Investigating the physical and psychological aspects of health in evolutionary context, he also considers the potential of placebos to harm. In more metaphysical terms, one may say he looks at positive and negative mental energy, the curse and the blessing, but in scientific terms. Various alternative healing modalities are also discussed, as well as psychotherapy, which the author claims may be the purest placebo.
Ethical questions are considered next in the chapter The Witch Doctor’s Dilemma. The author concludes that the impressive findings of recent scientific research in mind-body medicine have revealed that the healing power of the mind may not be unlimited, but that it is certainly not insignificant.Read more ›
However, this is a somewhat limited study of the placebo effect. This may be partly to do with revelations that have occurred since the book was written (which of course is not the author's fault) but I believe some information may have been available at the time. Firstly, he is incorrect about the range of conditions that respond to placebo - it is much wider than he states and has been shown to be effective in everything from arthroscopic surgery to Crohn's disease, IBS, asthma and about 40 other illnesses.
Other placebo research has shown that areas of the brain are activated when people are given a placebo, meaning it is not just an illusory or imagined effect. And perhaps most fascinatingly of all, people have been found to improve even after being told that they were receiving placebo, something that contradicts a large part of Evans' argument that belief is necessary for placebo to be effective.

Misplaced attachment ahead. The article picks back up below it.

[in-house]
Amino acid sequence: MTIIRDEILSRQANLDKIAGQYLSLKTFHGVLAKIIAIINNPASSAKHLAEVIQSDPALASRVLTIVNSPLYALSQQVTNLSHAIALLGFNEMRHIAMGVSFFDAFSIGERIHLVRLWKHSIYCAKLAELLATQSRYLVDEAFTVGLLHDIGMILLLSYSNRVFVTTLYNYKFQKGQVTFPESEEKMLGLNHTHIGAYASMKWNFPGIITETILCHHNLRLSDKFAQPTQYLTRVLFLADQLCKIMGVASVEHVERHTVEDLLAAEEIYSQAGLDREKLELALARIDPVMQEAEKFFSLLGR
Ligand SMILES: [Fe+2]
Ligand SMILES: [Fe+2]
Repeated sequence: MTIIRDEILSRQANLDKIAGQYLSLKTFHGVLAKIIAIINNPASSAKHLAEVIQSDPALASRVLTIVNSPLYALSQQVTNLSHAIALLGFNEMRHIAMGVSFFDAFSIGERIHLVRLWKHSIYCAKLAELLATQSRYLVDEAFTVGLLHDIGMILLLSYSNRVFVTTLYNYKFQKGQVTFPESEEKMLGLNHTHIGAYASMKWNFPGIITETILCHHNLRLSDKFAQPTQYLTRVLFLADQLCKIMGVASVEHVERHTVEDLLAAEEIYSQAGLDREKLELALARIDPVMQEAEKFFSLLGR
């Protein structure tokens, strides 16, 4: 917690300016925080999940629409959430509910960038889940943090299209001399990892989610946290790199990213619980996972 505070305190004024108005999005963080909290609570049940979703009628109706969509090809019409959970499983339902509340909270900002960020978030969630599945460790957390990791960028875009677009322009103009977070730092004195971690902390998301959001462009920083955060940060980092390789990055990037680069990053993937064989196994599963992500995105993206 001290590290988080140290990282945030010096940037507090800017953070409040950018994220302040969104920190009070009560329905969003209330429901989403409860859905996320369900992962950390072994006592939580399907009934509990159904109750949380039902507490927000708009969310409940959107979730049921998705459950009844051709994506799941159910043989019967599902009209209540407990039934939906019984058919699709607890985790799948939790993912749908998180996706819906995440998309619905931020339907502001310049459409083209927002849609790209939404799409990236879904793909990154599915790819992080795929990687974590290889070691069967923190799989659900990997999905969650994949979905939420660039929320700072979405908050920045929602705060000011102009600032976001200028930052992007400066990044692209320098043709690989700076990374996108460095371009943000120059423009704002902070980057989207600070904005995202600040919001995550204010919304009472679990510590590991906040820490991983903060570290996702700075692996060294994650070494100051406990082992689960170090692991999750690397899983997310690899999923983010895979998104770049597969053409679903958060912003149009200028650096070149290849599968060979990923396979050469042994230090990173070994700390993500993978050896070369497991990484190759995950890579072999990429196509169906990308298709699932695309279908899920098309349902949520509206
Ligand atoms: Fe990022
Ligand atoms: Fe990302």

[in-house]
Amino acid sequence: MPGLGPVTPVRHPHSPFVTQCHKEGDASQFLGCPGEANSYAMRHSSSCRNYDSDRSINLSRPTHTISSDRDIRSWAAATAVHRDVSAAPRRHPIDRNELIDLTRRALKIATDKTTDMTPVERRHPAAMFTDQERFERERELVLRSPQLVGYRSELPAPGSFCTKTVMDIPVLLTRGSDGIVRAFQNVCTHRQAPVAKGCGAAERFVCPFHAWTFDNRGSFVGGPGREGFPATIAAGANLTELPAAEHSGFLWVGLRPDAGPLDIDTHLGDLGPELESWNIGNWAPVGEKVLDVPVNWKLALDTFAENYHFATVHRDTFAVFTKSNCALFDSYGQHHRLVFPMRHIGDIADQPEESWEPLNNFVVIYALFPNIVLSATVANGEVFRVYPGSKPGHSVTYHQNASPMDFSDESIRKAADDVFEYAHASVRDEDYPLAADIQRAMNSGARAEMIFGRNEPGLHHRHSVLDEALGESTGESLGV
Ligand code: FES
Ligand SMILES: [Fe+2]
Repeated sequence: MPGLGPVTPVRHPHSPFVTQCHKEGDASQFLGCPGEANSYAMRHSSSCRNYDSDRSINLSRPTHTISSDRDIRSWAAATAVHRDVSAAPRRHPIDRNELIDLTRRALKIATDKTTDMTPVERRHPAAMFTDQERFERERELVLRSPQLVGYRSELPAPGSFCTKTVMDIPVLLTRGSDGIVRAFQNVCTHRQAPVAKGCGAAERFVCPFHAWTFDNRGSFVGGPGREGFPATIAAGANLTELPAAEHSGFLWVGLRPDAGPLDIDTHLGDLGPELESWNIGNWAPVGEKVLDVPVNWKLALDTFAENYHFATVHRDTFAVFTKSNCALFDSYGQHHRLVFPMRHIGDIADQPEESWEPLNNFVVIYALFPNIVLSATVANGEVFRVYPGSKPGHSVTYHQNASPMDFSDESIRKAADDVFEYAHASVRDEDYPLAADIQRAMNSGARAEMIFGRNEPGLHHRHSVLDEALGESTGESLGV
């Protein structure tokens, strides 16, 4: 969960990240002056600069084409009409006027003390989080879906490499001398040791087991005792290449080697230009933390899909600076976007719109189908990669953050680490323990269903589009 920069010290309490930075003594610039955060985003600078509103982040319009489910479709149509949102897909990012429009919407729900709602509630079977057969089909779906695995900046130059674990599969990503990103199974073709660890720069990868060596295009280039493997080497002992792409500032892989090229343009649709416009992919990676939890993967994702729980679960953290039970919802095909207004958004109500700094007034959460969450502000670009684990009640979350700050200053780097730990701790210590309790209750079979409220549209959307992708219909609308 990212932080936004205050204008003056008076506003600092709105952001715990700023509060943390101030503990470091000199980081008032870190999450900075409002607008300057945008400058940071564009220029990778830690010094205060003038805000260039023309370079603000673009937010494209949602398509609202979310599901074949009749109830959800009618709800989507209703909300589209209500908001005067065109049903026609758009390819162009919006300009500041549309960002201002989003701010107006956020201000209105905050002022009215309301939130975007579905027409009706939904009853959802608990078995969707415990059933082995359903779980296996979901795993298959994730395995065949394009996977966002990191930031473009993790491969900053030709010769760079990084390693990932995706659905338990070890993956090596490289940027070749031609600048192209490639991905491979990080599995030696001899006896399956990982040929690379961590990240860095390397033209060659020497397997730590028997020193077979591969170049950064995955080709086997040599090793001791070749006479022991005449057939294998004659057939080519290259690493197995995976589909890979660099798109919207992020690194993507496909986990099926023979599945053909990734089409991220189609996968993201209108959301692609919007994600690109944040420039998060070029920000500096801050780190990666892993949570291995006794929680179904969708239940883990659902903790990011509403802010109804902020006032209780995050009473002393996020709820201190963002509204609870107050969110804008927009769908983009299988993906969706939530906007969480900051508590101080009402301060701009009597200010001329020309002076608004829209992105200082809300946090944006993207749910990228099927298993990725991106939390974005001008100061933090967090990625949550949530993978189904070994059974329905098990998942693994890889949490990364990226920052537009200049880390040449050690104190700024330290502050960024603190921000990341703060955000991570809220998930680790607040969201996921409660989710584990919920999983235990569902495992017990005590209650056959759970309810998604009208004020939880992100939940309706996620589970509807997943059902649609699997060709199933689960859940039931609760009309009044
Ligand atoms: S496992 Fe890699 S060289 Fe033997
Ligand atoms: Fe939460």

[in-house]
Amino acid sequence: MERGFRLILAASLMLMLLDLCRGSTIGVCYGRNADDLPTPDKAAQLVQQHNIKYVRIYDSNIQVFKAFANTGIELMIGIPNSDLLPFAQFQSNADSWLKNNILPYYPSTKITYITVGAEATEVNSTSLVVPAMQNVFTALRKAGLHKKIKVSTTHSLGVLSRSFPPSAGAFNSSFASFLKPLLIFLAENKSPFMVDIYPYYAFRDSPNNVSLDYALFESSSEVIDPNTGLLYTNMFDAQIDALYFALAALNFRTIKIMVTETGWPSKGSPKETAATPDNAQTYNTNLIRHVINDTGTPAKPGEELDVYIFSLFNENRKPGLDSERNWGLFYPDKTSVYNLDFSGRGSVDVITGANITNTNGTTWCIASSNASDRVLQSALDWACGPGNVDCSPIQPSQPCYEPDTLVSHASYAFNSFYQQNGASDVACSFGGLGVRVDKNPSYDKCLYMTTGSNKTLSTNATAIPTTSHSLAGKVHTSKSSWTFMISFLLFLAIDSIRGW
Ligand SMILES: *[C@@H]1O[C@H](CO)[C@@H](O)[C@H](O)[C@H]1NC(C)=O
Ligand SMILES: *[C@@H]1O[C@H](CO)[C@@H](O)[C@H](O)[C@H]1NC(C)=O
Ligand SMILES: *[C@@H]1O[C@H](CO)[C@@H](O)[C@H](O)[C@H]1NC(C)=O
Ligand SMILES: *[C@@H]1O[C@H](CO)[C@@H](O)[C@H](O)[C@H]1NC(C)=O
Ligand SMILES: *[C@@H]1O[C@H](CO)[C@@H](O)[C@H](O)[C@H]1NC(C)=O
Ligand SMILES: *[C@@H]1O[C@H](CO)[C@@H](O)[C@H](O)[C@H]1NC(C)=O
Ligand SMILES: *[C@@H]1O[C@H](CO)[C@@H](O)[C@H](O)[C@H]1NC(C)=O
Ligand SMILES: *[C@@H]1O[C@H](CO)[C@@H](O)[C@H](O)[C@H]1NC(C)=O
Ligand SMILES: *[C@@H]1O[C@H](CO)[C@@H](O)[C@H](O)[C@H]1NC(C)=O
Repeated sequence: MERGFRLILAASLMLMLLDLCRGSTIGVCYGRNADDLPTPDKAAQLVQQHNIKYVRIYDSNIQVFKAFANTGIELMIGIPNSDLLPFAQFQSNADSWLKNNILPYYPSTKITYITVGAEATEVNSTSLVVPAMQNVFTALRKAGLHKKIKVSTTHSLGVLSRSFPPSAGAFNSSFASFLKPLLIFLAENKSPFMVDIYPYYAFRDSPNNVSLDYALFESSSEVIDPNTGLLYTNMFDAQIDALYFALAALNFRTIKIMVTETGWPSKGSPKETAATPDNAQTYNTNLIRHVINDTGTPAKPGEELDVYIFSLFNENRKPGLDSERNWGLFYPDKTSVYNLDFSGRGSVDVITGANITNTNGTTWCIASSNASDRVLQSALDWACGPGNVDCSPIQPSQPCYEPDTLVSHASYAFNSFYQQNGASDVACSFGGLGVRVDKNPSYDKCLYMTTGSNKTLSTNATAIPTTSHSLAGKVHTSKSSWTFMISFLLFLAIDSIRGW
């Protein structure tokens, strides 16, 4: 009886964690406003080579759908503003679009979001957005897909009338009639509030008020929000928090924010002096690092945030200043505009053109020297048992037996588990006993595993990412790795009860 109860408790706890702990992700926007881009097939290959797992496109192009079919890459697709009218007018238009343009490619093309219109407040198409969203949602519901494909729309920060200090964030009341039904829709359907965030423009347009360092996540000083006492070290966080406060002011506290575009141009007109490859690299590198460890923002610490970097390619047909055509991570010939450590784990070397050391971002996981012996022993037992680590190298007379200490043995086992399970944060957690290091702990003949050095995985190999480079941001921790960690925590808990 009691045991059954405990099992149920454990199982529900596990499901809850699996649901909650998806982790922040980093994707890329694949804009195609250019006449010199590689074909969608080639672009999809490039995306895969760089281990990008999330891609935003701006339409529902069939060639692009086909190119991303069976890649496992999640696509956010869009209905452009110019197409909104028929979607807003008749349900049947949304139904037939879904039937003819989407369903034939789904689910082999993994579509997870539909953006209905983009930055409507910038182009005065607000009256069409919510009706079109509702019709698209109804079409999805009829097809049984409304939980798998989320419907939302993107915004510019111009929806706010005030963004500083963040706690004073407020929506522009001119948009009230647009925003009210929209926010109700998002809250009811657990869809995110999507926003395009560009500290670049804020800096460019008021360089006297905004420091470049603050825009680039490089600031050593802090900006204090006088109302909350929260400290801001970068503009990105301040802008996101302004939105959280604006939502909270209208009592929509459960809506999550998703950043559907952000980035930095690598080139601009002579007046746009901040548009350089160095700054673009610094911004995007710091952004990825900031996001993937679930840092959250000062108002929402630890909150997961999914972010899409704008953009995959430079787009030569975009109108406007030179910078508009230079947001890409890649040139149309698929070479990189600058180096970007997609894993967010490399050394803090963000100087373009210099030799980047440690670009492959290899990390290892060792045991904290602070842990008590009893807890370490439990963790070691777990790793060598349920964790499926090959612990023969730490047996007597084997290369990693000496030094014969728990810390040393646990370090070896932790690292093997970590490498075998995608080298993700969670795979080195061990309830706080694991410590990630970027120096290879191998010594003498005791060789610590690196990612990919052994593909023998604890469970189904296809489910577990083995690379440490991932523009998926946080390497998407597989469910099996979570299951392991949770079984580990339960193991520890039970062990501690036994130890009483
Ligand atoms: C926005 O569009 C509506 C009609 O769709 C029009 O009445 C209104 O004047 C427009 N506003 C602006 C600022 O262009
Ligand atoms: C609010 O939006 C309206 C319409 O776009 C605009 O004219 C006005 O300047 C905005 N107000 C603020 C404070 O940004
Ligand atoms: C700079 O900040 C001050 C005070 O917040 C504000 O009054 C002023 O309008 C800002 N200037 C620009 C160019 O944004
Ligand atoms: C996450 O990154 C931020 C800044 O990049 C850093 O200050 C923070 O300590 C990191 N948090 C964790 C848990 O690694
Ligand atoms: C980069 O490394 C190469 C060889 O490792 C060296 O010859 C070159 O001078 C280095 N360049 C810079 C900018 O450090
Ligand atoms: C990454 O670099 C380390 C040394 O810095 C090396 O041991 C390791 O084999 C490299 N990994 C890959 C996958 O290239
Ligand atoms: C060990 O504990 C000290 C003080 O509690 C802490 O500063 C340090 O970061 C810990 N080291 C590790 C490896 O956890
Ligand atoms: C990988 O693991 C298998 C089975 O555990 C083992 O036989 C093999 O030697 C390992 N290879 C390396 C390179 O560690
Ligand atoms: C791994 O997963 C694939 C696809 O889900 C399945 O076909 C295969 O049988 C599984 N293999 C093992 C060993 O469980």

Also of interest is the fact that in recent years the placebo effect has been increasing, with a greater number of clinical trials failing, not because the drugs aren't effective, but because the placebo response is getting stronger. Experts speculate this is because of the incessant advertising by big pharma and our seeming unwavering faith in them.Read more ›
The book introduces the Placebo effect to the reader who previously knew nothing about it - and should also be (re)viewed in this perspective. There might not exist enourmous amounts reliable evidence concerning the placebo effect, but I still missed 100 extra pages with more detailed descriptions of the experiments already done as well as a more thourogh presentation of the other placebo theories other than the authors own.
But, in the current size the books is extremely well fitted for a pocket and can be read in busses and trains. For a more thourough understandig of the placebo effect you'd have to consult medical and psychological litterature.
Most Recent Customer Reviews
This appears to be an update of "Placebo: the belief effect" 2003 which I just read on Holiday. ( my daughter's excellent 2nd hand book xmas present to me). Read morePublished 19 months ago by One Girl's view
Highly informative and scrupulously objective.Evans guides his readers through the polarised arguments and often scant scientific data with great skill. Read morePublished on 15 May 2013 by Mr. M. Harrison